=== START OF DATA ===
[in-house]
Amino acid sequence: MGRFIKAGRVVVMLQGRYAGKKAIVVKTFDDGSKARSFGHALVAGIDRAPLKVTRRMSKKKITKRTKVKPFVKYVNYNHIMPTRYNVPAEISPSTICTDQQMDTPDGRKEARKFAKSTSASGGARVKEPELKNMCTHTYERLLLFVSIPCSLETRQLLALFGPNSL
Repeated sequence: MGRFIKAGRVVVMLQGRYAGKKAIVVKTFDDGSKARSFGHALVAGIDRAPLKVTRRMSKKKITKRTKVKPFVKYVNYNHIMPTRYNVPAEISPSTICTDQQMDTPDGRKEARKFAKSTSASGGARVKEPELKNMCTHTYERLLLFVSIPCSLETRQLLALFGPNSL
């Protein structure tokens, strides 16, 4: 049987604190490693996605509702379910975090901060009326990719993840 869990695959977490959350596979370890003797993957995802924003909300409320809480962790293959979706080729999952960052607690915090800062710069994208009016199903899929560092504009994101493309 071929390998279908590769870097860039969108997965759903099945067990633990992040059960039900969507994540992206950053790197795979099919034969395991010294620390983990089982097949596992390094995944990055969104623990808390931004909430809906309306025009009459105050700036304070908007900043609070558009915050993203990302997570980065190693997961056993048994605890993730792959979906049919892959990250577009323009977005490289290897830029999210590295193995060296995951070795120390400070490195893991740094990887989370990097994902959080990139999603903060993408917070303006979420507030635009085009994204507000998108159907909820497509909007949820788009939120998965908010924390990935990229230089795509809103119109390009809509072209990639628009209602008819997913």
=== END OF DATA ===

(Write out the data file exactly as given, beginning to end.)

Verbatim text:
[in-house]
Amino acid sequence: MGRFIKAGRVVVMLQGRYAGKKAIVVKTFDDGSKARSFGHALVAGIDRAPLKVTRRMSKKKITKRTKVKPFVKYVNYNHIMPTRYNVPAEISPSTICTDQQMDTPDGRKEARKFAKSTSASGGARVKEPELKNMCTHTYERLLLFVSIPCSLETRQLLALFGPNSL
Repeated sequence: MGRFIKAGRVVVMLQGRYAGKKAIVVKTFDDGSKARSFGHALVAGIDRAPLKVTRRMSKKKITKRTKVKPFVKYVNYNHIMPTRYNVPAEISPSTICTDQQMDTPDGRKEARKFAKSTSASGGARVKEPELKNMCTHTYERLLLFVSIPCSLETRQLLALFGPNSL
């Protein structure tokens, strides 16, 4: 049987604190490693996605509702379910975090901060009326990719993840 869990695959977490959350596979370890003797993957995802924003909300409320809480962790293959979706080729999952960052607690915090800062710069994208009016199903899929560092504009994101493309 071929390998279908590769870097860039969108997965759903099945067990633990992040059960039900969507994540992206950053790197795979099919034969395991010294620390983990089982097949596992390094995944990055969104623990808390931004909430809906309306025009009459105050700036304070908007900043609070558009915050993203990302997570980065190693997961056993048994605890993730792959979906049919892959990250577009323009977005490289290897830029999210590295193995060296995951070795120390400070490195893991740094990887989370990097994902959080990139999603903060993408917070303006979420507030635009085009994204507000998108159907909820497509909007949820788009939120998965908010924390990935990229230089795509809103119109390009809509072209990639628009209602008819997913």